Gunslinging, Cattle Rustling, Poker Playing, Outlaws, Lions, Tigers, and Bears... Oh My!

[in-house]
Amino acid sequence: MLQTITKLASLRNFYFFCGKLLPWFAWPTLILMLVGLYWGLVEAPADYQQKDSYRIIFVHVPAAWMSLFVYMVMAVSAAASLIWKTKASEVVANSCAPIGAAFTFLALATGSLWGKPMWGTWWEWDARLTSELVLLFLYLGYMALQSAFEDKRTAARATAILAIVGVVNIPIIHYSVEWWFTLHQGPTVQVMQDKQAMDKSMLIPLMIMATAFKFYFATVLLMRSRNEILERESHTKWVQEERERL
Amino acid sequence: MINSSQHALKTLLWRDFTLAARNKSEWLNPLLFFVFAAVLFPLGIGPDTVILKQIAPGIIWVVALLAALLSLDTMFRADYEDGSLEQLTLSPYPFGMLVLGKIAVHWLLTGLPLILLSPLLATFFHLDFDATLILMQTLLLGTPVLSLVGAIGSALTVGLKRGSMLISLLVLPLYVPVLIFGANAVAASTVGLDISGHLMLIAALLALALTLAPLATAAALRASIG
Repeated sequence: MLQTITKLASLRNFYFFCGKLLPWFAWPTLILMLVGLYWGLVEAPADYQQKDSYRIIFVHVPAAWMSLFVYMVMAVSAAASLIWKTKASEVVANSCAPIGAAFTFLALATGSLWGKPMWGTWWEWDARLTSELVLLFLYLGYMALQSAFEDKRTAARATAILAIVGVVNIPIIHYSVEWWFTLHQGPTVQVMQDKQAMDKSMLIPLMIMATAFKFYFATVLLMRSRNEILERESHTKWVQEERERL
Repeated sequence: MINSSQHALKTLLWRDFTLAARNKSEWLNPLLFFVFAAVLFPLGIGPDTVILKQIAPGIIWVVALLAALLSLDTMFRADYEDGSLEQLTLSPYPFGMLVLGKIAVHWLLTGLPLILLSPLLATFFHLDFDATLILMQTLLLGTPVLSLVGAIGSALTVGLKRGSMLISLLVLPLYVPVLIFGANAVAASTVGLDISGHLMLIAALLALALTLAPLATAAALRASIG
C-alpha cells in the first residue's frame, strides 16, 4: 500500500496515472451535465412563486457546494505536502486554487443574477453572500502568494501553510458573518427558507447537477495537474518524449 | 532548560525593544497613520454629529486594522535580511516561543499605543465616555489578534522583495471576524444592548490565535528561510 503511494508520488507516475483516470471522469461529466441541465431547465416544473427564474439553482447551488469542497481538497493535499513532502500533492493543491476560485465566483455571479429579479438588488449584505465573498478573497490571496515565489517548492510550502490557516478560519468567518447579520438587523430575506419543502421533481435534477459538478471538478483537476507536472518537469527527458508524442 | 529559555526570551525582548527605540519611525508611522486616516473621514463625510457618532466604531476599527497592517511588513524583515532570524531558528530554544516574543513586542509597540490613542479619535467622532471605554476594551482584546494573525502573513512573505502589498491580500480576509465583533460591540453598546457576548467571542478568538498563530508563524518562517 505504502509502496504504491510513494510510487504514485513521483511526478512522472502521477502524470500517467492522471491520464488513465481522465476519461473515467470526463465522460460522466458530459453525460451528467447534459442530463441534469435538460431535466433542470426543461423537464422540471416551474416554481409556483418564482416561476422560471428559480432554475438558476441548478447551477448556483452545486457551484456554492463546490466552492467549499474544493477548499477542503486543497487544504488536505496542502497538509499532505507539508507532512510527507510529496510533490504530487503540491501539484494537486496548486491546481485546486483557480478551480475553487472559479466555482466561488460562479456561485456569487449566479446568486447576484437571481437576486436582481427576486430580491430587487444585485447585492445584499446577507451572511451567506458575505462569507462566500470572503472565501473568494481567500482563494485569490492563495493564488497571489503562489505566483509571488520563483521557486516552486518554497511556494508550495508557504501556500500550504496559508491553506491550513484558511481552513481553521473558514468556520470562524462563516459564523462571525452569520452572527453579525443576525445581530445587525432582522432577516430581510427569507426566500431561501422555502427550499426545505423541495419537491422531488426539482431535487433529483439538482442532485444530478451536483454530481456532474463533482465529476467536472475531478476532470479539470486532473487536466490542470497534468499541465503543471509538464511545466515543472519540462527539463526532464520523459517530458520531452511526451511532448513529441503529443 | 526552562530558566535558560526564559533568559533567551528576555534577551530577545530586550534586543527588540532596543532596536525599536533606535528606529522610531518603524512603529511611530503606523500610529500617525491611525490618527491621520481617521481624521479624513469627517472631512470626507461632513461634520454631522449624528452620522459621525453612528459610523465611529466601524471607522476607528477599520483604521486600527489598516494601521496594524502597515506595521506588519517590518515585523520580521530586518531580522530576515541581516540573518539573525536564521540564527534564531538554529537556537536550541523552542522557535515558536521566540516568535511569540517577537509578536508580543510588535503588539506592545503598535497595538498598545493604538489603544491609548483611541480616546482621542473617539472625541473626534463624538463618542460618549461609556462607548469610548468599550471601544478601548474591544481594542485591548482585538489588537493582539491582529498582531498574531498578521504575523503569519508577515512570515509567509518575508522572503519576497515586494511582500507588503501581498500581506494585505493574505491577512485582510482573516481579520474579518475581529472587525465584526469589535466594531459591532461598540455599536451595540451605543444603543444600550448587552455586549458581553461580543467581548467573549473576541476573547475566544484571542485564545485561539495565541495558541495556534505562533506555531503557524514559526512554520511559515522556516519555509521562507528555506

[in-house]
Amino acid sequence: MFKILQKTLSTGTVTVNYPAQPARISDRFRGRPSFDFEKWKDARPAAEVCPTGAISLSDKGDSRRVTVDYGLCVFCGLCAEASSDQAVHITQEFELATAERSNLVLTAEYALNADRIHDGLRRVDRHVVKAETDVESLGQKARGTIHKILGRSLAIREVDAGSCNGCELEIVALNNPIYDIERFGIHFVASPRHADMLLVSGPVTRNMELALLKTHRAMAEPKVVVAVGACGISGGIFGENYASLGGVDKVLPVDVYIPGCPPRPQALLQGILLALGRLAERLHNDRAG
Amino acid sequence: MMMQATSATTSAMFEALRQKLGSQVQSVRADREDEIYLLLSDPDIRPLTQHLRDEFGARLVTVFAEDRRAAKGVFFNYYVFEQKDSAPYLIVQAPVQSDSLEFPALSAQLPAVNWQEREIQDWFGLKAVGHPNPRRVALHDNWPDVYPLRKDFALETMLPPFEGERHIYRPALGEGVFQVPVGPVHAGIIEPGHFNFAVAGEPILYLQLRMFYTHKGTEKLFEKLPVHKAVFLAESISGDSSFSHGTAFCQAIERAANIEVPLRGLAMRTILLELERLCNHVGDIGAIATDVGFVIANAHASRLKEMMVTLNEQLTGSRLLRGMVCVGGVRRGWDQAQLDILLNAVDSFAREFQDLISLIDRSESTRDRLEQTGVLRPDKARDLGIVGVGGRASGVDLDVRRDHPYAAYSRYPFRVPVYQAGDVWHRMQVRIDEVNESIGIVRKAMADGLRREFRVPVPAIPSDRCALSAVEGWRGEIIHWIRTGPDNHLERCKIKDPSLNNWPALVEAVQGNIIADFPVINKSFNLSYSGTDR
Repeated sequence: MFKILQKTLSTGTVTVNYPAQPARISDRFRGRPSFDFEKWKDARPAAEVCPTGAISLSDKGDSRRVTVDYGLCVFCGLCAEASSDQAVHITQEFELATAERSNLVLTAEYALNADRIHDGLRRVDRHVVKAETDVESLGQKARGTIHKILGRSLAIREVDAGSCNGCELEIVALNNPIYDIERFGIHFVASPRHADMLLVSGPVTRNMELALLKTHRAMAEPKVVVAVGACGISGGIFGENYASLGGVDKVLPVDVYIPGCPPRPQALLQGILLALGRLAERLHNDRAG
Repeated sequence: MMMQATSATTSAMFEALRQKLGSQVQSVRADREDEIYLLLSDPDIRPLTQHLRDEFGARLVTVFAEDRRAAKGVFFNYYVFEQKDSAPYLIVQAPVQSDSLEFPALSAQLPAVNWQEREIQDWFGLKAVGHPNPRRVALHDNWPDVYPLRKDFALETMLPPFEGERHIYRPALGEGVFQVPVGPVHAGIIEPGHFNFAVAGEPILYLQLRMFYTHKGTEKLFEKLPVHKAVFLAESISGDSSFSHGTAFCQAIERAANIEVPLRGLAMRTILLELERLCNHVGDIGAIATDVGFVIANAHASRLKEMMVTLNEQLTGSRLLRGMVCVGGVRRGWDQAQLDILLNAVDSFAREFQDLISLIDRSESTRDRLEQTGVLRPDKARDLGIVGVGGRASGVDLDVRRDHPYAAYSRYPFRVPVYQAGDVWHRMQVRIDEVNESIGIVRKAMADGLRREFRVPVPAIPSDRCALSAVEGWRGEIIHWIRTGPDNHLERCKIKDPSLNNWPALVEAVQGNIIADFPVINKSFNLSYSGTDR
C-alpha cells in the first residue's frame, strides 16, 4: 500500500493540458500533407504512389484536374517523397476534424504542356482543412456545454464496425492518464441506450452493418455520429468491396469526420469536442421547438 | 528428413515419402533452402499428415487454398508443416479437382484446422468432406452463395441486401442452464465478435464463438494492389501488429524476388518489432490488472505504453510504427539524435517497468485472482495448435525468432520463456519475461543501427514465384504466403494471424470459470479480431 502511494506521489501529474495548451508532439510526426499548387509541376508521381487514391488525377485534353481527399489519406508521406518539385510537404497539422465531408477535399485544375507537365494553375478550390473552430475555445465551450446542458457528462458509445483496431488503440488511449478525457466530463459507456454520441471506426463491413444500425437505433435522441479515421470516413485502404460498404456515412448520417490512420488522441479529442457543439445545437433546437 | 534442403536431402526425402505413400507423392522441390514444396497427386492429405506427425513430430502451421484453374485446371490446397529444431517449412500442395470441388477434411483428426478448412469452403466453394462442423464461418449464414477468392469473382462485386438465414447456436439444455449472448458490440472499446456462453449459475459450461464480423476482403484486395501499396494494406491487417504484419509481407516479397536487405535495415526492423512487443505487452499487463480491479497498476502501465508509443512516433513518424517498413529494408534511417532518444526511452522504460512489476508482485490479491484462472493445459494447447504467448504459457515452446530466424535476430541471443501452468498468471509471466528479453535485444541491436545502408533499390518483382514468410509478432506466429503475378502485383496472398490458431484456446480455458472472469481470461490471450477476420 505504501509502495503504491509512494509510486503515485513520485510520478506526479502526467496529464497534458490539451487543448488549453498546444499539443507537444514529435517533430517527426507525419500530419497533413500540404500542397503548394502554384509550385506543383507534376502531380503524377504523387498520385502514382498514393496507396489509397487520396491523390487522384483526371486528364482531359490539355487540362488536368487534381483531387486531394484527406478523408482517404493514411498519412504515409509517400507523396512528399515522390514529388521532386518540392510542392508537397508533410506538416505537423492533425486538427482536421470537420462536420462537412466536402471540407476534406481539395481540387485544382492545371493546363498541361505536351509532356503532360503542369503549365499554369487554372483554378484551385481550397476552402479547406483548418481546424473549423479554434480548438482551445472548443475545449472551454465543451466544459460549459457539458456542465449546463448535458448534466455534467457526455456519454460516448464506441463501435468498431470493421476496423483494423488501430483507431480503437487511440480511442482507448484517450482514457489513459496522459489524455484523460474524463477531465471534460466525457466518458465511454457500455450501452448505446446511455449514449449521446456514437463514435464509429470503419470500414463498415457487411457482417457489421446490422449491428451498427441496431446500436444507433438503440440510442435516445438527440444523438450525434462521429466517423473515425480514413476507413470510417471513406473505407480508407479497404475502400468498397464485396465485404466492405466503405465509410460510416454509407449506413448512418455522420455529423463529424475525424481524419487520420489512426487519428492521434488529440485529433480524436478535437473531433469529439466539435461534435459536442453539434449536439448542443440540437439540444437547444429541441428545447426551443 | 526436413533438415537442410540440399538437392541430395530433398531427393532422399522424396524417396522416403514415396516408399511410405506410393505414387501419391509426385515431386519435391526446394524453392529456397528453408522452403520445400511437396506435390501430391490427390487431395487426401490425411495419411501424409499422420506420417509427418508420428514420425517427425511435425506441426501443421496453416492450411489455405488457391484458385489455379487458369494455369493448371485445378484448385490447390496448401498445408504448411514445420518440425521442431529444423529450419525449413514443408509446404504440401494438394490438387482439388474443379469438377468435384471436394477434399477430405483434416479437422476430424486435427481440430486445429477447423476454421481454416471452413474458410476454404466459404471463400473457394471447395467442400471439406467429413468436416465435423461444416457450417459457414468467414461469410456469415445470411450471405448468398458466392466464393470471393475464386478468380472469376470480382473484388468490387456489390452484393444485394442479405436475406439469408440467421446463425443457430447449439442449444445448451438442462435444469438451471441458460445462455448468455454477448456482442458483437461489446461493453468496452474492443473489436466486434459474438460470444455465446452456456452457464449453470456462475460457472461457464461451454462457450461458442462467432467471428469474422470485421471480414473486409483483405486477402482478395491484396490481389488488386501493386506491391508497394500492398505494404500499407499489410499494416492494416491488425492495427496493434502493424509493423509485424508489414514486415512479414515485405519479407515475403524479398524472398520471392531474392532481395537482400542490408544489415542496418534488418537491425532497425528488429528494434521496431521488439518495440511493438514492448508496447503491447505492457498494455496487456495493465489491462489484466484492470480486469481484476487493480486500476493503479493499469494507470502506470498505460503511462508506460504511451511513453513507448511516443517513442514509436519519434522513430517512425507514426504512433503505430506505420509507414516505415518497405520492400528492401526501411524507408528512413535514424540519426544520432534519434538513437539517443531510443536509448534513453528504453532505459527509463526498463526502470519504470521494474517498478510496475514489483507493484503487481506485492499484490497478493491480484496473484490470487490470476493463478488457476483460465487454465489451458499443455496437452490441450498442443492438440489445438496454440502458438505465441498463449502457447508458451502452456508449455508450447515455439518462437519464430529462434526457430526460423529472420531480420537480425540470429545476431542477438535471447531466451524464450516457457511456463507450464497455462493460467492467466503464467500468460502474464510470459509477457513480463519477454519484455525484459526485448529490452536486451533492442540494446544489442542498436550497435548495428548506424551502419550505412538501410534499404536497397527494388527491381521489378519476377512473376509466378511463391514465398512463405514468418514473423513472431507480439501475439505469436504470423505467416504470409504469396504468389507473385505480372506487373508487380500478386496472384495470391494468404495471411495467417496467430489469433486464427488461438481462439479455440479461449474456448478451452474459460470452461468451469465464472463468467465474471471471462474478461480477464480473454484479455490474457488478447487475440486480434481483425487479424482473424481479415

When the subject of a Western comes up many people roll their eyes and sigh. The West in film has been done over a hundred times and to do it again would be similar to beating a dead horse. When the subject of a West-inspired video game comes up, people are very skeptical. It's been attempted before, and there has never been too much success. Hype can be added, and people will start to seem interested and, let's be honest, not every Western has been terrible; does anyone remember GUN? Of course, this game has nothing to do with GUN, in fact it's the sequel to 2005's Red Dead Revolver, a game that felt unfinished and was released to mediocre reviews around the internet. The surprising thing about that fact is that the Red Dead series is produced by none other than Rockstar Games, who have brought us countless hours of fun with their Grand Theft Auto series. Luckily, to say that Red Dead Redemption is actually a sequel would be wrong. This game makes you forget that there ever was a game in the Red Dead series before this one, and the word "Redemption" in its name couldn't be farther from the truth. This game really does redeem the title, and opens the doors for countless sequels.